The Engineer's Triangle

Fast, cheap, or good, pick two
(an unknown genius)

It's a well-known mantra in many fields, including - believe it or not - in the project manager's handbook. Except they don't like those trivial terms, so they use schedule, cost, scope, instead.

So, why do a lot of developers feel like this doesn't apply to their work? Is it because with the wonders of CI/CD, fast and cheap are a given, and good will eventually happen on its own? But enough of the rant, let's look at the innards of computers to see why you can't write a program that ignores the triangle either.


The performance of our CPUs have more or less plateaued. We can expand the number of cores, but by and large, a single process will not be done in half the time two years from now anymore, if the developer doesn't spend some time honing the performance. GPUs have a little more legroom, but in very specific areas, which are intrinsinctly linked to the number of cores. And the user won't (or maybe even can't) wait for a process for a few minutes anymore. Gotta shave those milliseconds, friend.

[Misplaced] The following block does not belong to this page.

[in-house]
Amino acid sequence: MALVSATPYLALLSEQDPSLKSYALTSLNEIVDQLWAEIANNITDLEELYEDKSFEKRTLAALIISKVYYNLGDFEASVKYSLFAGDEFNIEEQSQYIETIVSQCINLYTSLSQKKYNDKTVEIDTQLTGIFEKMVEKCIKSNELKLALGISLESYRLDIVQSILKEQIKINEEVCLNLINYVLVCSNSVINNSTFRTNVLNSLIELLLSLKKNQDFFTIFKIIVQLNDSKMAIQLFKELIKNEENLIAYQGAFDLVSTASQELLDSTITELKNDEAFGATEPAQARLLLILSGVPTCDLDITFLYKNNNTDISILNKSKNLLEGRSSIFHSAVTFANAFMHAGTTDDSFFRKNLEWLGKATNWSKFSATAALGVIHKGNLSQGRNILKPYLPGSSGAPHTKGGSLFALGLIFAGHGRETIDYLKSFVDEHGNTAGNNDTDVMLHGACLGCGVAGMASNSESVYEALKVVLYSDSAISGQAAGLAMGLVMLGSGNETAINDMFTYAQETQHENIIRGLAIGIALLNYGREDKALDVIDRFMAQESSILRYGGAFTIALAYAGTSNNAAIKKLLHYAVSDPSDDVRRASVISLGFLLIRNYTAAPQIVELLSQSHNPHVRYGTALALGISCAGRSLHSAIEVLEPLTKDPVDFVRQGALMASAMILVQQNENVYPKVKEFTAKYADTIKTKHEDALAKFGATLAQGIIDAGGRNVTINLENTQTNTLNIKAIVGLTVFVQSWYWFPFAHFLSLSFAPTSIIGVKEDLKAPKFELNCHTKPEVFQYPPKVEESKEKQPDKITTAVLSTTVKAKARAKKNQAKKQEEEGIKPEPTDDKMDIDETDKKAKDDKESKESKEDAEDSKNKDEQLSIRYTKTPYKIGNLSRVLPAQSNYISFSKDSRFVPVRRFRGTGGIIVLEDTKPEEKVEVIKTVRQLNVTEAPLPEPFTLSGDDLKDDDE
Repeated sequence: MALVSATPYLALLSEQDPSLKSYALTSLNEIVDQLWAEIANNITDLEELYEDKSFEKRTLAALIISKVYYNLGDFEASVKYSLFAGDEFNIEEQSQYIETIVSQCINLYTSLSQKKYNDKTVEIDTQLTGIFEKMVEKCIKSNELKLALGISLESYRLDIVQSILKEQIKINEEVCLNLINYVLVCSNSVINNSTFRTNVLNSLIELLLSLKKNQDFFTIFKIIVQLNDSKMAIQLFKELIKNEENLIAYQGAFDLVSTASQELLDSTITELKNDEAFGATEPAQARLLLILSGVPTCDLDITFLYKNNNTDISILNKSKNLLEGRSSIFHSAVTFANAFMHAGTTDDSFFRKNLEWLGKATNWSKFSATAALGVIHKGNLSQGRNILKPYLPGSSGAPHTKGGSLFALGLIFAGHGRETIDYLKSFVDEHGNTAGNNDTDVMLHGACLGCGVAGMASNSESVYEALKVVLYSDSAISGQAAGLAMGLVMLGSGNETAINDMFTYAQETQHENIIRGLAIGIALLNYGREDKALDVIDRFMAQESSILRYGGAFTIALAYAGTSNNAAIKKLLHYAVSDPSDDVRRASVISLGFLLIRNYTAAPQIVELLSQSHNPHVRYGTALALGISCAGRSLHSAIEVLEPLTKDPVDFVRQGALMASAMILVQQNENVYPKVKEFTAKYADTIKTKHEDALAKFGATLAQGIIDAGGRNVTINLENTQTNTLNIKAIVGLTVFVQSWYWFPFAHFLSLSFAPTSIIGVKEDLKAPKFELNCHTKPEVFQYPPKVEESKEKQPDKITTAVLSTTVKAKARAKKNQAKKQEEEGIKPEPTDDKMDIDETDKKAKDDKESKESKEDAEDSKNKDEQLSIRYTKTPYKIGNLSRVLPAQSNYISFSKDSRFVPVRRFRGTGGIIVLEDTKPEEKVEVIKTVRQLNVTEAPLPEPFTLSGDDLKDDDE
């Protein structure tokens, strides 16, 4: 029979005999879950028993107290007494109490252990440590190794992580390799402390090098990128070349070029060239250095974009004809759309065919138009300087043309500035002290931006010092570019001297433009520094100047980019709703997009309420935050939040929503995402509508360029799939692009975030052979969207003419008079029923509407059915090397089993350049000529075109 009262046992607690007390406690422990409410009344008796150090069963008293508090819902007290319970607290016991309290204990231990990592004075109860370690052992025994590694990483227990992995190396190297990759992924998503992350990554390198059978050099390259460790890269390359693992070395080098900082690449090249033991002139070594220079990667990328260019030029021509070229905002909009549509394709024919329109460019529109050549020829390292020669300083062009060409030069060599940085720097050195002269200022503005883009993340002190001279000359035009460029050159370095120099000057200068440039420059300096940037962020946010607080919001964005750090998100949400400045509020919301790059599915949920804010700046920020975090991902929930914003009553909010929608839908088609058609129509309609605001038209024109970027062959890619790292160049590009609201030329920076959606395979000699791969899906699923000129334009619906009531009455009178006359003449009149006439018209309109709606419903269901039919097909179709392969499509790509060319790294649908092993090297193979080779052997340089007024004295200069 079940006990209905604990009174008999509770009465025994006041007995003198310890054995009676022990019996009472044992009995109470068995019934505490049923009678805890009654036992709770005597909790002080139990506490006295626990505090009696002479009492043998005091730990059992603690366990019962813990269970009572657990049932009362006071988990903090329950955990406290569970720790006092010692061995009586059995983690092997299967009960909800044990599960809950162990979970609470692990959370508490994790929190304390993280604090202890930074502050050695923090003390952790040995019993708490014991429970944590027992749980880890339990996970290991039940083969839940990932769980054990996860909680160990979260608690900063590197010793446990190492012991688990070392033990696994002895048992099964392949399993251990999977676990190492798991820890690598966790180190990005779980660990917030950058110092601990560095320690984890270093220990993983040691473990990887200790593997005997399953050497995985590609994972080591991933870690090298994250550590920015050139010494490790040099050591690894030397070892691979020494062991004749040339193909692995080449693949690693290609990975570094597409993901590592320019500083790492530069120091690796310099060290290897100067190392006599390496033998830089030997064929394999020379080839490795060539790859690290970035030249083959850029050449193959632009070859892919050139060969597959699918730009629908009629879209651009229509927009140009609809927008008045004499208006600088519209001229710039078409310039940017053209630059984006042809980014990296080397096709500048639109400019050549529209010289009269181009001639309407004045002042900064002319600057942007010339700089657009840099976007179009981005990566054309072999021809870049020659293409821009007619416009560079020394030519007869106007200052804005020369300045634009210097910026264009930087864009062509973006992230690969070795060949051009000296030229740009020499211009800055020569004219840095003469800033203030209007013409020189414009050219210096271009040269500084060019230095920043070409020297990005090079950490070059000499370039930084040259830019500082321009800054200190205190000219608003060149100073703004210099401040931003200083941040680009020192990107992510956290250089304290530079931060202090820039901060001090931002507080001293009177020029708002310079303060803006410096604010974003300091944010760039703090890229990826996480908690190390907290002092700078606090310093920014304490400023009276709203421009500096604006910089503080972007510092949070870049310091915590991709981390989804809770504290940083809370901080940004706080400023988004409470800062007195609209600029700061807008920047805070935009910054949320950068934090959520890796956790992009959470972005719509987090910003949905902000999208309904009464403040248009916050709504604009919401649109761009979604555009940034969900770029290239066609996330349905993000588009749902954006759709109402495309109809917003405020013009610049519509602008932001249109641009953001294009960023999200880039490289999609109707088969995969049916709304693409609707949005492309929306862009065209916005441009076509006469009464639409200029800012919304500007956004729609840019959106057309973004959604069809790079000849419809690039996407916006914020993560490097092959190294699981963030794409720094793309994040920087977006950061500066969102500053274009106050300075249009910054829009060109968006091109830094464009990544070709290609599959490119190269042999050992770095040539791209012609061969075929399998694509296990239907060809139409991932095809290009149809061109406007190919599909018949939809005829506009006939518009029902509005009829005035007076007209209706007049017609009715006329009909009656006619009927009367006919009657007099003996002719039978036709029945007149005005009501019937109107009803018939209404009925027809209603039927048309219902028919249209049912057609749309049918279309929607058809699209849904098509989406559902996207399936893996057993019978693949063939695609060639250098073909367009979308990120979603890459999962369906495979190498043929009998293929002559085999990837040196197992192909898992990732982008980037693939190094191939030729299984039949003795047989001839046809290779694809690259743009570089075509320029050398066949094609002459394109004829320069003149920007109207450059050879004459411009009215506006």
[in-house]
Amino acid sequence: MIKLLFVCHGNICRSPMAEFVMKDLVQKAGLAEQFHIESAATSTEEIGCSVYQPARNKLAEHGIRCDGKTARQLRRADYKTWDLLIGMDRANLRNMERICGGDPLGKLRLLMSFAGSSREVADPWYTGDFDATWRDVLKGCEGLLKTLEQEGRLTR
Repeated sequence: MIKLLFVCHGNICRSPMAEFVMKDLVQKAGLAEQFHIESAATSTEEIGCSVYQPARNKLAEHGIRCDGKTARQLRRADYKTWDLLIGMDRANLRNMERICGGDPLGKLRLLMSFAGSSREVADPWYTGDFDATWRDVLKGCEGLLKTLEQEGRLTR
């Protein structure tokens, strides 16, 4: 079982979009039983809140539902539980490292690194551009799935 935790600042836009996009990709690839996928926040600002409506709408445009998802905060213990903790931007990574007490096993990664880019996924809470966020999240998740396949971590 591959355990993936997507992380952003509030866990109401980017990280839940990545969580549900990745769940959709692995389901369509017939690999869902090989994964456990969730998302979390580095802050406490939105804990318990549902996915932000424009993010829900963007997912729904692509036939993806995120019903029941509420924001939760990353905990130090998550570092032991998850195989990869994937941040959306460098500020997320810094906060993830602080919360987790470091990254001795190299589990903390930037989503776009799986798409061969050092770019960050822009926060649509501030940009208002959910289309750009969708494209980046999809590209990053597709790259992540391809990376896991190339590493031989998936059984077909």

In terms of CS, the cost of a program is about the resources it uses. Does running your program forbid any other process from doing anything at the same time? Does it use 4 GB of RAM just to sort the keys of a JSON file? Does it occupy 1TB on the drive? Does it max out the number of threads, opened files and sockets and ports that are available? Performance ain't just measured in units of time.


This is about completude and completeness. Does your software handle gracefully all the edge cases? Does it crash under load? Does it destroy valuable user data? Does it succumb to a poor rounding error, or a size overflow? Is it safe?

Pick the right tool for the right job

And so, it's a very very very hard thing to get all three in a finite amount of time, especially in the kind of timescales we work under. Sometimes, it's even lucky if we get only one of those.

It's important to identify as soon as possible the cases you want to pursue:

  • Cheap and fast: almost nothing except maybe tools for perfectly mastered workflows (where the edge cases and the rounding errors are left to the user to worry about)
  • Fast and good: games, machine learning, scientific stuff
  • Good and cheap: pro tools (dev tools, design tools, 3d modelers, etc) where the user is informed enough to wait for a good result